U.S. Rep. Jahana Hayes has won reelection in Connecticut’s 5th District, defeating Republican challenger George Logan by fewer than 2,000 votes following a contentious race that grabbed the national spotlight and saw a record amount of national spending.
With the race too close to call on Tuesday night, the campaigns had been closely watching the race throughout the day Wednesday. Hayes was holding an ultra-thin lead over Logan with the results from the town of Salisbury still unknown. Once the results came in from Salisbury, both the office of the Secretary of the State and the Associated Press called the race for Hayes.
“This was a hard fought race that was unfortunately fueled by millions of dollars in outside spending. But ultimately, the people of this district are the ones to decide who their representative will be – not national Super PACs,” Hayes said in a statement before holding a press conference in Waterbury. “The Fifth District is my home, and I’m humbled to have the opportunity to continue serving you in the House of Representatives.”
Andrew Miano, the spokesman for the Secretary of the State’s office, sent a statement that there were some “technical difficulties” related to returns of the vote totals in Salisbury, which is in the northwestern most corner of the state.
“The inclusion of these vote totals brings the margin of victory for Rep. Hayes to 1,842 votes. This total exceeds any statutory margin of victory that would necessitate a recount,” Miano said. “As such, with the inclusion of Salisbury’s vote totals, there is no statutory requirement for a recount in the 5th Congressional District.”
The numbers from Salisbury widened the congresswoman’s lead and put her margin of victory outside the window of a recount. Connecticut law requires an automatic recount if the margin between the candidates is less than 0.5% of total votes cast. There is no deadline set for completion of the recount.
More than 250,000 votes were cast in the contest. The 0.5% threshold would have been a margin of about 1,250 votes.
Logan scheduled a Thursday morning press conference in New Britain but issued no immediate statement in response to the race being called for Hayes.
Hayes scored a major victory in a race that polls indicated would be a dead heat. While control of the U.S. House is still up for grabs, Democrats generally overperformed in Tuesday’s midterm elections, which historically favor the party out of power. Republicans need a net gain of five seats to win back the majority.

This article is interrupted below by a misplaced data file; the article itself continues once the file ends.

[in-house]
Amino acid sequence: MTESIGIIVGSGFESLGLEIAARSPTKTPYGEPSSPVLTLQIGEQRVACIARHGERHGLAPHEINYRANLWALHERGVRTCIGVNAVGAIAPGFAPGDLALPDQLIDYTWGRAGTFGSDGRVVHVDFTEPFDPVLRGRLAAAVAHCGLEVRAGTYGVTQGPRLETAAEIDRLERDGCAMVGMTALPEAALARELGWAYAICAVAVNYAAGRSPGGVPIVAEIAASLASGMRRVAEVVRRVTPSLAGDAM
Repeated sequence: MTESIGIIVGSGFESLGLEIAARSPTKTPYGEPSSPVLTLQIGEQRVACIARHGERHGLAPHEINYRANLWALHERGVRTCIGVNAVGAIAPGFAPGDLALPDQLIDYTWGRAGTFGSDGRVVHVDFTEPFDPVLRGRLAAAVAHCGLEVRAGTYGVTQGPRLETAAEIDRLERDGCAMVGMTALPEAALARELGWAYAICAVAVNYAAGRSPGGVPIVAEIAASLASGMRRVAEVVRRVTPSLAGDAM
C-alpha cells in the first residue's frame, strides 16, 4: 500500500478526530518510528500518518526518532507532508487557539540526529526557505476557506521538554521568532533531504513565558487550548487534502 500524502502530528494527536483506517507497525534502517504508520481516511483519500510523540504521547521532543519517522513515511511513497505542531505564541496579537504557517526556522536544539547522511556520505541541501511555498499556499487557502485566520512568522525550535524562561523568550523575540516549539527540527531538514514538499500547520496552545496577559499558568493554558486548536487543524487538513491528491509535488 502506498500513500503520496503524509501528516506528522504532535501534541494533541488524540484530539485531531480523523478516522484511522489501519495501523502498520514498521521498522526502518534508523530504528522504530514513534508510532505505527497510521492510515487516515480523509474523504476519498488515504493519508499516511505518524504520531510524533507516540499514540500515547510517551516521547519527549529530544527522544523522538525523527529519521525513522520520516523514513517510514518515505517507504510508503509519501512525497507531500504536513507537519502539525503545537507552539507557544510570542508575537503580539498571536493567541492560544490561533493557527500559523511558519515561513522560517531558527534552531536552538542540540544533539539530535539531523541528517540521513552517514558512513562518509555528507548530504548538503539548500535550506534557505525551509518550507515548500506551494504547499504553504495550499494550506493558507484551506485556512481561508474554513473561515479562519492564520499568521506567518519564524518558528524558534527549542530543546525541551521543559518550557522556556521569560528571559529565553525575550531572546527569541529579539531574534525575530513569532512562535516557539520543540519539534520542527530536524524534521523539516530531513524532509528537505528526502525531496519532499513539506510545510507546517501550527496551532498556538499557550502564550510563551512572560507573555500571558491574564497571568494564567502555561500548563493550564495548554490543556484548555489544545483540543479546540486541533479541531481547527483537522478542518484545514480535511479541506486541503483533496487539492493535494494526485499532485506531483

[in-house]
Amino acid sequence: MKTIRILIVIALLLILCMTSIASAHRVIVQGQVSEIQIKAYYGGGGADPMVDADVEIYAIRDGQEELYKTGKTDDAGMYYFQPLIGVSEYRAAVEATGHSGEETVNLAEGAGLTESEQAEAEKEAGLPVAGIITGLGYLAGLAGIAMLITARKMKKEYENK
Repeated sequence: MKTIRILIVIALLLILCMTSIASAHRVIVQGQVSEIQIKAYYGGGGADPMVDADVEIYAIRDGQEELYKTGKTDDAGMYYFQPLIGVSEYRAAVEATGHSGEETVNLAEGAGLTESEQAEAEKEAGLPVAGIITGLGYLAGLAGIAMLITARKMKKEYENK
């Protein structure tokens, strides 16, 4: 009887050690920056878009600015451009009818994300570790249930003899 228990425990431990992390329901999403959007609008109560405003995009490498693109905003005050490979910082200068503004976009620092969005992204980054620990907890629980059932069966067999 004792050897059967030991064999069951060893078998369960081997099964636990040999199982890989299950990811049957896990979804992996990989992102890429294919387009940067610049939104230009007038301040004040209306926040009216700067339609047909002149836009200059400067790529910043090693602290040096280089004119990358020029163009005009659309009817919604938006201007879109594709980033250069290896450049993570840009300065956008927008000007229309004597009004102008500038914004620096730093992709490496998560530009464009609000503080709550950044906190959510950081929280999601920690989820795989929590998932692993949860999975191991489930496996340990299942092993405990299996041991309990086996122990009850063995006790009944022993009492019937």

It was Hayes’ closest reelection race since she first ran in 2018 and had won her two previous elections with double-digits margins. Her victory in the 5th District means Connecticut’s congressional delegation will remain all-blue. Republicans have not won a House seat in the state since 2006 and many saw Logan, a former state senator, as their best shot in years.
The 5th District is typically the most competitive race in the state, but this year, the campaign reached new heights with upwards of $12 million in outside spending from both parties that blanketed the region with ads.
Late Tuesday night, the candidates each told their supporters to be patient and to expect an unresolved race that night. Both Hayes and Logan signaled optimism as they held election watch parties three miles away from each other in Waterbury.
But earlier on Wednesday afternoon, while Logan was still narrowly in the lead and before Salisbury’s vote totals were in, his campaign projected confidence about the results.
“We’re closely monitoring the vote count, but given the results reported by the secretary of state, we’re confident that after all the votes are counted we believe George Logan will be the next Congressman from Connecticut’s 5th Congressional District,” Logan campaign senior advisor Liz Kurantowicz said in a statement.
Hayes had not issued any public statements about the outcome of the race until the vote totals were reported in Salisbury.
The issues that animated competitive races across the U.S. came heavily into play in the 5th District, especially debate over the economy, what has contributed to inflation, and access to abortion both at the state and federal levels.
Al onger version of this story originally appeared at ctmirror.org, the website of The Connecticut Mirror.